Australian accommodation and hotel room rates rose 9% during the first six month of 2011, according to sales figures from Brisbane was the star market with 27% growth while Perth (+13%) Sydney (+10%), Gold Coast (+17%) and Melbourne (+11%) also performed strongly. Room rates fell 6% in Asia Pacific year-on-year but rose 4% in North America and 2% in both Europe and Latin America.” President David Roche said that “despite some exceptional price movements, the picture has been one of gradual recovery with many room rates still on a par with what they were seven years ago.”

Media Release: September 13, 2011

Australian hotel prices rise well above global average

Surging hotel price growth catapults Melbourne and Sydney into the world’s Top 10 list for biggest hotel price rises

  • Australian hotel prices rise 9% on average in first half of 2011; significantly more than 3% global average
  • Melbourne and Sydney both in Top 10 highest percentage price rises globally
  • Strong Australian economic fundamentals bolster corporate travel
  • Prices fall significantly in crisis-hit Japanese cities and Christchurch

Sydney, 13 September 2011 – Both Melbourne and Sydney have featured in the Top 10 list of cities for the highest hotel price rises worldwide in the first half of 2011, according to the latest® Hotel Price Index™ (HPI®).

Outstripping the average global rise of just 3%, average hotel prices in Melbourne and Sydney were up 11% and 10% year-on-year respectively. Canberra bucked the national trend falling 8% to $177 but was still ahead of Brisbane, Sydney and Melbourne ($174, $172, $154 respectively).

“In the first half of this year, Melbourne had the fourth largest increase in hotel prices in the world while Sydney had the sixth largest,” Johan Svanstrom, Managing Director, Asia Pacific for, said.

“There is a complex interplay of factors driving the price increases in primary hotel markets in Australia including the relatively robust performance of the economy, solid demand from Asian leisure travellers and a strong corporate and conference market.

“The strength of the in-bound Asian market was offset by a decline in travellers from Europe and the US, caused by the rising cost of long-haul flights due to oil price inflation, and the decline in value of their currencies against the Aussie dollar.”

The HPI is based on bookings made on sites around the world and tracks the real prices paid per hotel room (rather than advertised rates) for about 125,000 properties across more than 19,000 locations. The latest HPI looks at prices in the first half of 2011 compared with the same period last year.

Australian city breakdown

Destination Average price per room per night H1 2011 % change year on year
Canberra 177 -8%
Perth 174 13%
Brisbane 174 27%
Sydney 172 10%
Port Douglas 172 5%
Melbourne 154 11%
Hobart 147 3%
Adelaide 145 2%
Gold Coast 144 17%
Cairns 117 -10%

Global overview

Overall, the® global index found that hotel prices around the world have experienced pronounced volatility as a result of political unrest and natural disasters in the first half of 2011, compared with the same period last year.

While the average price of a room around the world rose by 3%, this masked some steep rises and falls in regions affected by the historic events in the first six months of the year.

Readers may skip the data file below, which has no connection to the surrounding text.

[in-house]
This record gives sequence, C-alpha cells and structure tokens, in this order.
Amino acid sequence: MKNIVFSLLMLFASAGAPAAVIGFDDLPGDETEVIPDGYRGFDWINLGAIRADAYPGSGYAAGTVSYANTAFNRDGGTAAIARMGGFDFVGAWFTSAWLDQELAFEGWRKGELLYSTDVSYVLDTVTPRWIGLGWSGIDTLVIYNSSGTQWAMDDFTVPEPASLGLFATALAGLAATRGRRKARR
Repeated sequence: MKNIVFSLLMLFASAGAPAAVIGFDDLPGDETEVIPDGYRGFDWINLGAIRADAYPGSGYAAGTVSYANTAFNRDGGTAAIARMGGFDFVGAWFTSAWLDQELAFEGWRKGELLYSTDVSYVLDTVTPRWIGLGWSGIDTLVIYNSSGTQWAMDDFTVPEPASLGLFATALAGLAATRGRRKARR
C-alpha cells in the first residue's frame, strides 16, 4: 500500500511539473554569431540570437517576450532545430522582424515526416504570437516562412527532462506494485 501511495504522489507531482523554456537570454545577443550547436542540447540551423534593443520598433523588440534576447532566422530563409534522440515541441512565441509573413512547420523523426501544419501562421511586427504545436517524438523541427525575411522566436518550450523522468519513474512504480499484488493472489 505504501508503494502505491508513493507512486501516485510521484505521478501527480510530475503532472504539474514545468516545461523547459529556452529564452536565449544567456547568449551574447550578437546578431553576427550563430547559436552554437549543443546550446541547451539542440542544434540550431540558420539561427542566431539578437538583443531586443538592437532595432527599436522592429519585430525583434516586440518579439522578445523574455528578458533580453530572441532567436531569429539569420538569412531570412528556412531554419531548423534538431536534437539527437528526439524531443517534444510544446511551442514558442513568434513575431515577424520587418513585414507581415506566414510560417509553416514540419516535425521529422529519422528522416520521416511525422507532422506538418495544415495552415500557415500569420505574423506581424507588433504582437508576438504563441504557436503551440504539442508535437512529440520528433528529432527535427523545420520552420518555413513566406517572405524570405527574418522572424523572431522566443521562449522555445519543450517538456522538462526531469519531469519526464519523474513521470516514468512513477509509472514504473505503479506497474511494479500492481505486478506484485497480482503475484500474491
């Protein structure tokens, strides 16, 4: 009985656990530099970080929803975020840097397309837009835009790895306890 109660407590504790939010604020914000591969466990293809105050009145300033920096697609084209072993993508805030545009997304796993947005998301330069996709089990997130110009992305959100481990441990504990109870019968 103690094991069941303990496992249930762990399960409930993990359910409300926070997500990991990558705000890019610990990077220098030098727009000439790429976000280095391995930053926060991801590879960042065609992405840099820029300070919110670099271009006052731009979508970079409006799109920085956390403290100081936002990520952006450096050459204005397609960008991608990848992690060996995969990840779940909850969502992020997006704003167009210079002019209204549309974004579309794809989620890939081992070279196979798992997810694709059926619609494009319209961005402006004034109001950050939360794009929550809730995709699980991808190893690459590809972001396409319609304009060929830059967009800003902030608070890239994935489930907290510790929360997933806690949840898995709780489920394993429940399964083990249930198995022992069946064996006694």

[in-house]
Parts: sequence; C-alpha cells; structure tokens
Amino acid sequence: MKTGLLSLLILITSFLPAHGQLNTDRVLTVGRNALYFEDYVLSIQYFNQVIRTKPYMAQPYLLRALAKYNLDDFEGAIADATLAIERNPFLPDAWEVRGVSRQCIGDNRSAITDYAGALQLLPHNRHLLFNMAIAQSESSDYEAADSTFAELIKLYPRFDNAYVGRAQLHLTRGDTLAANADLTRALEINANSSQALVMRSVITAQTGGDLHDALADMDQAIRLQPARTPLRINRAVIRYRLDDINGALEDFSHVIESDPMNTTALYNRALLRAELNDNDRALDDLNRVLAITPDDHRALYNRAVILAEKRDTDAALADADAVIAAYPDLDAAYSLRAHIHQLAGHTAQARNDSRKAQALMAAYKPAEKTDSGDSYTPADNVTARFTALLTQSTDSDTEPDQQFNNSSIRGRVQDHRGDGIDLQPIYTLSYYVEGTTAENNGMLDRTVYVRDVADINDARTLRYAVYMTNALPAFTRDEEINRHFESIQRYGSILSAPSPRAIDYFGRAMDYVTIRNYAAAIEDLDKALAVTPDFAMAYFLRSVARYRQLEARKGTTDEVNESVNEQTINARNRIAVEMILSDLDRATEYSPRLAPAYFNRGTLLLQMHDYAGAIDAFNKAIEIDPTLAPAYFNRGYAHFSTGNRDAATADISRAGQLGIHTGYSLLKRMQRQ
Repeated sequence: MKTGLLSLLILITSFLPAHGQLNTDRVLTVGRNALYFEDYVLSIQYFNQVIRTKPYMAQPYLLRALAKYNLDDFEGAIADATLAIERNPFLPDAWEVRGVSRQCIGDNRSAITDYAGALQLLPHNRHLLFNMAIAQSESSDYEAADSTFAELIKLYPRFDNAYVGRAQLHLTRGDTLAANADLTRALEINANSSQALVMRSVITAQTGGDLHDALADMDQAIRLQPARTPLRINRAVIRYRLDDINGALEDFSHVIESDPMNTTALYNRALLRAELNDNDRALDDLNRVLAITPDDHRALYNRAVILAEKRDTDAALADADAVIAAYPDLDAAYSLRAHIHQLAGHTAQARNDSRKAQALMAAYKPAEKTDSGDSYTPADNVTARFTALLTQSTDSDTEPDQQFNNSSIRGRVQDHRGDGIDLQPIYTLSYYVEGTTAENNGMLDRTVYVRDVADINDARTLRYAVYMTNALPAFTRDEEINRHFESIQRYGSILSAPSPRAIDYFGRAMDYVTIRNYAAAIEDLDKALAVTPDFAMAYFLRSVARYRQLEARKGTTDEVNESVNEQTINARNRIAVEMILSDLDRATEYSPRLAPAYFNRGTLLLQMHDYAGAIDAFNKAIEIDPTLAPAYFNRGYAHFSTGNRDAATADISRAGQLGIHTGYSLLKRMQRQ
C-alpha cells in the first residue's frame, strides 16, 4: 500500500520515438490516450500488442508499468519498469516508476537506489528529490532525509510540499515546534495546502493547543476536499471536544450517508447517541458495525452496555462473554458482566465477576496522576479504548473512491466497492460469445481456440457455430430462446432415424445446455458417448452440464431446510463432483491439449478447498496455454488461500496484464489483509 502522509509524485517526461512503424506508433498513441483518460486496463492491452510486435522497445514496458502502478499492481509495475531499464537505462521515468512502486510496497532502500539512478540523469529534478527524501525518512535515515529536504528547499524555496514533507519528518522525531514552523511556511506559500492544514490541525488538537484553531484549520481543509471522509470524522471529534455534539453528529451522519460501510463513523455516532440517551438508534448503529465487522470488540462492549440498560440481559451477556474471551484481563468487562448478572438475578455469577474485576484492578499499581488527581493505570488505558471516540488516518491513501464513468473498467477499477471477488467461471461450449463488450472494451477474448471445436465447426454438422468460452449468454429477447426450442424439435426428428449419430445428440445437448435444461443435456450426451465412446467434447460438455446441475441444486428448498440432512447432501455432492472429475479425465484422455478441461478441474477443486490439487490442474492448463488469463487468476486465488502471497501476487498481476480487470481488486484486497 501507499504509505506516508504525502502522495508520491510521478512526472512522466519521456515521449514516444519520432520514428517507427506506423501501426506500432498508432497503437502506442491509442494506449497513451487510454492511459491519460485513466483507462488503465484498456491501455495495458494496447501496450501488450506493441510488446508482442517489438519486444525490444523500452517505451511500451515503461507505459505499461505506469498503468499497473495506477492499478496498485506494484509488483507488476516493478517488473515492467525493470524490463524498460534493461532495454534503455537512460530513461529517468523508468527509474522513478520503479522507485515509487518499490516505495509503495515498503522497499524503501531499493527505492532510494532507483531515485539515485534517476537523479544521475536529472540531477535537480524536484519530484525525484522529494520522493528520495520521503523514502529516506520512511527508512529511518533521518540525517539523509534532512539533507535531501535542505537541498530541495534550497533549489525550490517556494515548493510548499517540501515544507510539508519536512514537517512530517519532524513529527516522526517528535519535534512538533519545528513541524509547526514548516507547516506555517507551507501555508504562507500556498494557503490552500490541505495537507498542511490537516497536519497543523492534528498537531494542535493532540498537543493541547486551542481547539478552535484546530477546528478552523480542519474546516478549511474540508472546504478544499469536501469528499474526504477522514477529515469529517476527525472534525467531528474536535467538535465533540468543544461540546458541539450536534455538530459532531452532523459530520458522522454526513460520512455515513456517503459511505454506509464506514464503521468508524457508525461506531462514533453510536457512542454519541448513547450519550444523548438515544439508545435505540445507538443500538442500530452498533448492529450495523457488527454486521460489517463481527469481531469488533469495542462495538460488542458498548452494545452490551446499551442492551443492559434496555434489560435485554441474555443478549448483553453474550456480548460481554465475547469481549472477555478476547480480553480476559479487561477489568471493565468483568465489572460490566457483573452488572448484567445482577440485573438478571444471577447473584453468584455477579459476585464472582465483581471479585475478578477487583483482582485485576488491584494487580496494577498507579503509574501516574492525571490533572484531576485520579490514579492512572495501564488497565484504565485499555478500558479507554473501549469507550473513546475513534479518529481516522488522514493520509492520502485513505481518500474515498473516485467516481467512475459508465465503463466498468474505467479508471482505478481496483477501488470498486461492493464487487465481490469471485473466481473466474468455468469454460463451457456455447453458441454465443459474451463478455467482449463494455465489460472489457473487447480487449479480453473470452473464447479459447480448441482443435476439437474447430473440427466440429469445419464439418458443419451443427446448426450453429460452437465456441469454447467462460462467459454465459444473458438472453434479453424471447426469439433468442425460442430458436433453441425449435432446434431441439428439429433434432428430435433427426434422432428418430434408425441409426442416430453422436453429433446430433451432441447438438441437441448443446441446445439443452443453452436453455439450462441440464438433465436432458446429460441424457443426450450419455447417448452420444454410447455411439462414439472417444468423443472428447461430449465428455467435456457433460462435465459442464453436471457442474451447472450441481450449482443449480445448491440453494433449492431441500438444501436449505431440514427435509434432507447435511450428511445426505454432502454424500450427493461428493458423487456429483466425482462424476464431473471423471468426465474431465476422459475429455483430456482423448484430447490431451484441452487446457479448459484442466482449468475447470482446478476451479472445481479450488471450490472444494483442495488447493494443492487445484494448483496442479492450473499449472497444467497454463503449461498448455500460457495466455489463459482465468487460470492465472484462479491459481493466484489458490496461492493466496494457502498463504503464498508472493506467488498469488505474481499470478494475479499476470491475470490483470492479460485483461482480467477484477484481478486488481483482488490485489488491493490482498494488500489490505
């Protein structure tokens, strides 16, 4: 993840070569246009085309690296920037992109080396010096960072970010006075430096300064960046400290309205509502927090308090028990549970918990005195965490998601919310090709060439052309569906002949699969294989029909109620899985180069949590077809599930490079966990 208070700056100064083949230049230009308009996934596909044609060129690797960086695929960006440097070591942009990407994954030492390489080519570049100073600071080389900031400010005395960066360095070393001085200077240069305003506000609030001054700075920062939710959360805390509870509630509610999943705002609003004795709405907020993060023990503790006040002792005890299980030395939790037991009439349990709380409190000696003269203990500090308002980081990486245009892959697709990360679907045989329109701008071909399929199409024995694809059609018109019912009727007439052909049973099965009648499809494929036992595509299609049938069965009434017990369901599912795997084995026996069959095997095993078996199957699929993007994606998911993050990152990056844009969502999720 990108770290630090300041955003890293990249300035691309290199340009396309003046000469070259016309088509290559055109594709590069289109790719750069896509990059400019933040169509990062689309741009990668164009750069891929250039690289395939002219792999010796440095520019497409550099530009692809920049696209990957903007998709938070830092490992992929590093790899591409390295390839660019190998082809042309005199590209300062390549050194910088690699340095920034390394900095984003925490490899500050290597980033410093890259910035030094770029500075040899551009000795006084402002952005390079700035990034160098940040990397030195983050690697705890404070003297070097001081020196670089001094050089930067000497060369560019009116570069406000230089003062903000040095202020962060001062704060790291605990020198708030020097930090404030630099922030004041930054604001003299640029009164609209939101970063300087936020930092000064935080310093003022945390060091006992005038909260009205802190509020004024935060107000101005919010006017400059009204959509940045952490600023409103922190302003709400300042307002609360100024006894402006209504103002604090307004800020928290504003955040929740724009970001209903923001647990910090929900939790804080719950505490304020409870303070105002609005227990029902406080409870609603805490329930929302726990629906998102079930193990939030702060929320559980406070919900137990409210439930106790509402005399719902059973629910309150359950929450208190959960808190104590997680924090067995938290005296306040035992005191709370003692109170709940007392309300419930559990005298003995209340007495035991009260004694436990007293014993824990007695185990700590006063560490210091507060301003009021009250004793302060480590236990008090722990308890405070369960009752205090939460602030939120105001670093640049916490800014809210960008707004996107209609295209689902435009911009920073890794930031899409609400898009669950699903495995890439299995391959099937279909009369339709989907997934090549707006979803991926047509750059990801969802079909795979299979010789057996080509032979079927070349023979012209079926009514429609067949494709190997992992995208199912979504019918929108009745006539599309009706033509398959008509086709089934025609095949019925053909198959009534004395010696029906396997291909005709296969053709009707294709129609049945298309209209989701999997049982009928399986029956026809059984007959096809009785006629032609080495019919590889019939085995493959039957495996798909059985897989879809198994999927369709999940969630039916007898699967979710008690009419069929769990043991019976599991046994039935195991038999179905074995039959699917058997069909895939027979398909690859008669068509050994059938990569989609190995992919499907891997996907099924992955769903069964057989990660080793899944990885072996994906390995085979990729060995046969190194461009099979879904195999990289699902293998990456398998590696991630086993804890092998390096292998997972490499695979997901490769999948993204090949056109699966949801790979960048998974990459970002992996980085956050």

Prices fell 6% in Asia Pacific year-on-year but rose in all other areas: 4% in North America and 2% in both Europe and Latin America.

Factors such as currency strength and the supply of rooms also impacted average room prices across the world, although the report shows that overall they were just 6% higher than when the HPI was launched in 2004.

Countries across Asia became a lot cheaper as the Australian dollar’s surged in the first half of 2011. Japanese cities featured prominently in the table of biggest fallers with Hiroshima, Kyoto, Osaka and Tokyo all posting double-digit price falls following the earthquake, tsunami and nuclear crisis in March. Singapore hotel prices, however, rose due to the strong occupancy levels driven by increasing number of both tourist and corporate travellers.

Conversely, the impact of the Christchurch earthquake had the opposite effect on prices than that of the natural disaster in Japan, with average rates in Auckland and Wellington rising by 3% ($111 AUD) and 15% ($119) as travellers switched their travel plans.

David Roche, President of, comments: “This year, for the first time, dramatic political and natural world events, such as the Japanese earthquake and Arab Spring, have caused the most pronounced level of hotel price volatility.

“However, despite some exceptional price movements, it is important to highlight that, overall, the picture has been one of gradual recovery with many room rates still on a par with what they were seven years ago, representing great value for the traveller.

In the US, hotels became a lot cheaper in a number of popular cities, despite the average room rates showing a modest 2% increase. The average room rate fell by 19% to $128 in San Diego and by 5% in Las Vegas. There were some exceptions with San Francisco up 8% to $179, as the city remained popular with both business and leisure travellers. Honolulu also posted a rise, up 13% to $205.

Top 10 biggest price falls

(% price falls by city in H1 2011 compared with H1 2010)

Destination Average price per room per night H1 2011 % Change year on year
New Delhi 100 -38%
Hiroshima 91 -38%
Kyoto 118 -33%
Cape Town 146 -24%
Shanghai 114 -23%
Manila 126 -20%
San Diego 128 -19%
Abu Dhabi 144 -16%
Dubai 170 -15%
Taipei 113 -14%

Top 10 biggest price rises

(% price rise by city in H1 2011 compared with H1 2010)

Destination Average price per room per night H1 2011 % Change year on year
Stockholm 210 17%
Wellington 119 15%
Honolulu 205 13%
Buenos Aires 158 11%
SYDNEY 172 10%
Florence 189 10%
Singapore 213 9%
Bali 133 9%
San Francisco 179 8%


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